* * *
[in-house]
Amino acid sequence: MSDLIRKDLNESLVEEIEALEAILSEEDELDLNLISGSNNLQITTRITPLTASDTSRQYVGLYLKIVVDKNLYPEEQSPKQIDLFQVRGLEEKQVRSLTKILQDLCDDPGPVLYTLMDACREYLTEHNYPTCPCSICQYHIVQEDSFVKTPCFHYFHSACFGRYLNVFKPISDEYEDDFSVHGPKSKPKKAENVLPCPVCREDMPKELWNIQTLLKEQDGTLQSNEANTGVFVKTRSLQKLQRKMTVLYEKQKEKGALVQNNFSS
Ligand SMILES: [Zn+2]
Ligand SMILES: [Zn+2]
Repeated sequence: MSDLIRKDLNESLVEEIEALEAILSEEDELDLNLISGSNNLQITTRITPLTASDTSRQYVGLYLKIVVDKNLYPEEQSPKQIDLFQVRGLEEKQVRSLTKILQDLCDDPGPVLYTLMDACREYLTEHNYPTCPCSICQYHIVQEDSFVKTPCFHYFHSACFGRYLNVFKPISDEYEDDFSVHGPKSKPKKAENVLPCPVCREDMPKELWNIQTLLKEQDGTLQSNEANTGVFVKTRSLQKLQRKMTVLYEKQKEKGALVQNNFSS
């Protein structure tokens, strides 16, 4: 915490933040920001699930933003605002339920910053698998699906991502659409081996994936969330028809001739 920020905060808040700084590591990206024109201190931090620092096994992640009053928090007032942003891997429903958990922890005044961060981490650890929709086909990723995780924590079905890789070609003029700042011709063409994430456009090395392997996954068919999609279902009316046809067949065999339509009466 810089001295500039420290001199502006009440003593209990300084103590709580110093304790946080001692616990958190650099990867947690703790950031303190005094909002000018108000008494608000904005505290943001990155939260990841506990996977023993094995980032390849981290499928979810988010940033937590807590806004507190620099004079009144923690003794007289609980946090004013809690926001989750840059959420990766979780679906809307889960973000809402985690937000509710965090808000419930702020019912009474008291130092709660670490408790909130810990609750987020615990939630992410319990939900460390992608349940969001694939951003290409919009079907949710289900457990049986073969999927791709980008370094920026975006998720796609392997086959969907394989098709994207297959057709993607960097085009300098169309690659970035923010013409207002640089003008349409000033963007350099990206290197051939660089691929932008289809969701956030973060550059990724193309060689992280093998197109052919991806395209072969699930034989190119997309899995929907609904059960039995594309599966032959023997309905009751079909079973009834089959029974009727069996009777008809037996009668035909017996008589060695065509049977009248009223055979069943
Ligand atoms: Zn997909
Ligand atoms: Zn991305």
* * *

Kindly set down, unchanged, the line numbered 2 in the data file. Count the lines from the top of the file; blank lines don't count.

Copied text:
Amino acid sequence: MSDLIRKDLNESLVEEIEALEAILSEEDELDLNLISGSNNLQITTRITPLTASDTSRQYVGLYLKIVVDKNLYPEEQSPKQIDLFQVRGLEEKQVRSLTKILQDLCDDPGPVLYTLMDACREYLTEHNYPTCPCSICQYHIVQEDSFVKTPCFHYFHSACFGRYLNVFKPISDEYEDDFSVHGPKSKPKKAENVLPCPVCREDMPKELWNIQTLLKEQDGTLQSNEANTGVFVKTRSLQKLQRKMTVLYEKQKEKGALVQNNFSS